A GENTLEMAN of Miss Manners' acquaintance was having a cozy chat with her about the demise of his marriage. "Funny--I was such a good husband," he mused. "I have total recall, you know, and so I was able, every time she did something wrong, to recite to her everything she had done wrong from the day we met."
An elderly lady of Miss Manners' acquaintance was bemoaning a recent tiff with her sister. "She's right, you know--I was a brat. No question. If Mamma didn't let me do something, I'd cry, and since I was supposed to be delicate, she'd give in and let me do it. I used to get her to make the older children take me with them and their friends, or to give me things they didn't want to. But it was 60 years ago. I haven't done it since."
Miss Manners began to see the need for a device capable of wiping out blots on personal records. The alternative seems to be to wipe out the relationships that existed when the errors were made, and that does not seem to her to be satisfactory. All this running about, seeking fresh people so that one can start a fresh record is getting very tiresome, indeed.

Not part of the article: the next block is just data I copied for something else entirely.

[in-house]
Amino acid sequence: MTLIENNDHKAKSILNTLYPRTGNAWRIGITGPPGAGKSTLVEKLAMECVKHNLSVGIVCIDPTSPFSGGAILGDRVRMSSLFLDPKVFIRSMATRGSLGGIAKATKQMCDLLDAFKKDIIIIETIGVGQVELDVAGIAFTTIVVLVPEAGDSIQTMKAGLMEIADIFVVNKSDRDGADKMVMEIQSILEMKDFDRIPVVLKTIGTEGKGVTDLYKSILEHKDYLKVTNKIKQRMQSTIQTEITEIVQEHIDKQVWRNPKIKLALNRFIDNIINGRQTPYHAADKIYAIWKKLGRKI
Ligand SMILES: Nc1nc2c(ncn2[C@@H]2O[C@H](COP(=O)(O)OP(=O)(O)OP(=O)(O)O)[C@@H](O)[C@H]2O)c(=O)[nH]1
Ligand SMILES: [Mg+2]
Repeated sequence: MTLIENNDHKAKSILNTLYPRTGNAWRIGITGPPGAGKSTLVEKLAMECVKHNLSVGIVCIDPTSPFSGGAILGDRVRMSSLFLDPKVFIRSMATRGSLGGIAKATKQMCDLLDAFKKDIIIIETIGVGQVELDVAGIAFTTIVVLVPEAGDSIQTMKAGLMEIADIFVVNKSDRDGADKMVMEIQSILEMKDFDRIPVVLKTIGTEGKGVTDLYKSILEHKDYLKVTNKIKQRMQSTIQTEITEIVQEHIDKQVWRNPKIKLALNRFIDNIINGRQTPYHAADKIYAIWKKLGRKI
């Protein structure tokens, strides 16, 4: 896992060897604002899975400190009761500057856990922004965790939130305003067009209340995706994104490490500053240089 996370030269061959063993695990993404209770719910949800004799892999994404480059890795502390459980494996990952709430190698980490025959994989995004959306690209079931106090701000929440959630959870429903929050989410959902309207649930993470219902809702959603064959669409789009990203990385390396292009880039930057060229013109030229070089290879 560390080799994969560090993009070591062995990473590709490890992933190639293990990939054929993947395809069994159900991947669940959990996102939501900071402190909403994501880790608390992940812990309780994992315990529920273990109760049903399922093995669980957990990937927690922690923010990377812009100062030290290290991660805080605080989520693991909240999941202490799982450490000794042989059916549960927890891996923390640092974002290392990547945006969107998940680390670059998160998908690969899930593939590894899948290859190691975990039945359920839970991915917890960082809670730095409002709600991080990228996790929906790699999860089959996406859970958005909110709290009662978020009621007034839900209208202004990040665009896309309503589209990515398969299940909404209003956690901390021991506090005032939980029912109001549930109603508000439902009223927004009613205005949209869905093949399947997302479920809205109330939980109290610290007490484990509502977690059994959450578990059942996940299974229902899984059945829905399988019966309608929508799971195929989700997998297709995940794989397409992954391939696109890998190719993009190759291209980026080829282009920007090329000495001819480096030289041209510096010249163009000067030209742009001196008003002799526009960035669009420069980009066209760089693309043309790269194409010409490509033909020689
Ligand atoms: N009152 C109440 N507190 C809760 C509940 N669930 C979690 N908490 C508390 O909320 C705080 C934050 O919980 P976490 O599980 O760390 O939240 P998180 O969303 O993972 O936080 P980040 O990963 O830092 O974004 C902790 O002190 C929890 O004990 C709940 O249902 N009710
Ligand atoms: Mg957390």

There are two such mechanisms in existence, the Apology and the Explanation, but they do not appear to be doing the job. The apology is an attempt to state that there was no direct motivation for the offensive action, and the Explanation is a statement of what the motivation was.
It is not hard to imagine, therefore, why the apology is more effective. "I'm sorry . . . I didn't mean to . . . I never dreamed you'd mind . . . It was an accident," and so on, are useful in atoning for many transgressions. But this quickly wears out. Along about the third time the same person steps on your foot, the apology doesn't quite work any more.
The Explanation has had a great vogue for the last decade or so, but Miss Manners never understood why. "I know it was a bitchy thing to do, but I was mad," once offered in explanation for a slander, did not inspire her to reply, "Oh, that's quite all right, I understand." Nor was she touched when offered, upon the discovery of a lie, the explanation of "But I was afraid if I told you the truth you'd be angry."